Welcome Guest [Log In] [Register]
Welcome to The Fictional Woods. We hope you enjoy your visit.


You're currently viewing our forum as a guest. This means you are limited to certain areas of the board and there are some features you can't use. If you join our community, you'll be able to access member-only sections, and use many member-only features such as customizing your profile, sending personal messages, and voting in polls. Registration is simple, fast, and completely free.


Join our community!


If you're already a member please log in to your account to access all of our features:

Username:   Password:
Add Reply
Nobel Prize 2014
Topic Started: Sep 3 2014, 11:26 PM (7,847 Views)
Demiurge
Member Avatar
Literary lunatic
[ *  *  * ]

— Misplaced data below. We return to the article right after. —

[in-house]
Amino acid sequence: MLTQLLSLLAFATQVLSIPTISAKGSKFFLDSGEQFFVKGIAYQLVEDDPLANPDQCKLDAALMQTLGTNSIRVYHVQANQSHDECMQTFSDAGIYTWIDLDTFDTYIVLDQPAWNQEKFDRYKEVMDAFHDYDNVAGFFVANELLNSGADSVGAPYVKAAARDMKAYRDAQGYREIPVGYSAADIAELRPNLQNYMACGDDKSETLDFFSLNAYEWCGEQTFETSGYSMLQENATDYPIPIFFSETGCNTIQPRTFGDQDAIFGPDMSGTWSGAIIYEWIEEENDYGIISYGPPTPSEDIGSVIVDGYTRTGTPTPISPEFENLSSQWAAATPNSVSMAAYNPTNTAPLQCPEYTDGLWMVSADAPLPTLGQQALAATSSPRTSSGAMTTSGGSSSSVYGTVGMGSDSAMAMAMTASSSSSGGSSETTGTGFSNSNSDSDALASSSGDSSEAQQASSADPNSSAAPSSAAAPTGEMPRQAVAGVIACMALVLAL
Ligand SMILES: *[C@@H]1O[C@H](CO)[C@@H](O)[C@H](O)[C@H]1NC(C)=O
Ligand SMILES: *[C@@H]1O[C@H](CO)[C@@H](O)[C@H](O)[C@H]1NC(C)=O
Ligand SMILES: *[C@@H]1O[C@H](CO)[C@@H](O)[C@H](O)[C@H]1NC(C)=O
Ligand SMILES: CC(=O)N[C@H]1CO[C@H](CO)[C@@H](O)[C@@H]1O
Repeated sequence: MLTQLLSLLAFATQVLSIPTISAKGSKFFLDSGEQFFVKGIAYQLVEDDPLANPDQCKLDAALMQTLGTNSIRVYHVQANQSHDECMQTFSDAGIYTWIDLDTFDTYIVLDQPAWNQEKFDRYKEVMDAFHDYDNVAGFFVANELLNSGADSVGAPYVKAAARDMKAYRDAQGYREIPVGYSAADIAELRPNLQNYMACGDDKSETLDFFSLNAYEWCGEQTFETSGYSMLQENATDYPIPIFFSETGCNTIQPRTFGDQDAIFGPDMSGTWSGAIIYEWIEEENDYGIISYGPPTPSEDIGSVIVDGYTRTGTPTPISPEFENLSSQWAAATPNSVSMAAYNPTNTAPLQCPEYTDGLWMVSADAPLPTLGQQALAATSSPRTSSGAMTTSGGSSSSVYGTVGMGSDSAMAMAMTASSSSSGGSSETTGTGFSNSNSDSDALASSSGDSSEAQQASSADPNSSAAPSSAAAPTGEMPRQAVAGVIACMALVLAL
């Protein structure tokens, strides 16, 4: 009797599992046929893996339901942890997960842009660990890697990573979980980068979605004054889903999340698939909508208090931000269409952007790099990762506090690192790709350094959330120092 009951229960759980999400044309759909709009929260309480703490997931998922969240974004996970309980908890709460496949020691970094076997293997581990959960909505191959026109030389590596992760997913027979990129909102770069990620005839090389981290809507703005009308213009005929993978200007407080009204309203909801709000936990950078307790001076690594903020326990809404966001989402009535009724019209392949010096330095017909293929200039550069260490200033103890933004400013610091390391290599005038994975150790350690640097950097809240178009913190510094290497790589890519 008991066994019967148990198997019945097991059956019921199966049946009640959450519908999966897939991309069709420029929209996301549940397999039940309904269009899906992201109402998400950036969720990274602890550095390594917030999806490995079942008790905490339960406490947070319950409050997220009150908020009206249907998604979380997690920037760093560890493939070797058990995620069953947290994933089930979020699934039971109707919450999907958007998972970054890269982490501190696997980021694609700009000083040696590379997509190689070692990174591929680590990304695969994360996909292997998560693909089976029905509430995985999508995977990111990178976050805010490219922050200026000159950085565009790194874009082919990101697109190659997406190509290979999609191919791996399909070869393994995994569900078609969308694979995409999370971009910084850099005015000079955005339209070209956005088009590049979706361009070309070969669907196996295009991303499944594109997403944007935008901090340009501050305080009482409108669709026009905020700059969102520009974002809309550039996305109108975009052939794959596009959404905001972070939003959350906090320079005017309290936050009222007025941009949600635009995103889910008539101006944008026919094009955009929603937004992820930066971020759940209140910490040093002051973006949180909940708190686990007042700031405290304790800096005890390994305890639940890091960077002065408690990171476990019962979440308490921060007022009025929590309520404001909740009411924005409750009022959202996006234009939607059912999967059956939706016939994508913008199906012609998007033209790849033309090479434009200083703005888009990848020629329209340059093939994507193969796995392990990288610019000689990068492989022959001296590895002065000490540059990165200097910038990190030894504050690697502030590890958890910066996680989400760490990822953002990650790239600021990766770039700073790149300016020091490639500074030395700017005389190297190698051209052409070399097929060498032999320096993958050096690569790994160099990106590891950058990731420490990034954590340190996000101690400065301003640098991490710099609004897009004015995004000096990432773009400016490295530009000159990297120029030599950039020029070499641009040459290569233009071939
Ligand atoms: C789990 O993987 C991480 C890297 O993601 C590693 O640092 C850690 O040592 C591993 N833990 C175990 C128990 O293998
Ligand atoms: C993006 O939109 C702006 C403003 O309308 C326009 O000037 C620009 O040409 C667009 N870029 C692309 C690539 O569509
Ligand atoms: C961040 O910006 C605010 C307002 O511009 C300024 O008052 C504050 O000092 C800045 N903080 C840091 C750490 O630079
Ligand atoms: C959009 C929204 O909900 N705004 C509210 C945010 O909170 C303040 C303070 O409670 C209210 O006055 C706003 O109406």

I can't discuss the literary merit of the present incumbent of the prize, but it seems the prize is now an absolute joke and completely worthless. I've known this sentiment about the prize for years, but today it well and truly hit home. Based on reputation of the current winner, it shows that the award is not based on merit and politics, or merit alone. Are Pynchon, Roth, Kundera, Eco, Krashnorkai etc, etc, etc a less worthy winner than Modiano? Unlikely. Can't understand any rational thought process to award him the prize other than to promote somebody obscure and unknown. That is the job of agents and publishing houses, not a supposedly prestigious literary prize. He's not even an underdog, but a random lottery left field pick, obscure and unknown. We hardly discuss him on these woods, and this site discusses everybody! (Although a search did highlight a few mentions, and a comprehensive and informative review by DDR) I like the stance of Heteronym, a Nobel prize will not change my mind in reading him. I hope this rant is totally wrong and the guy is a genius, and I was stupid because to read him is an enlightening and worthwhile experience.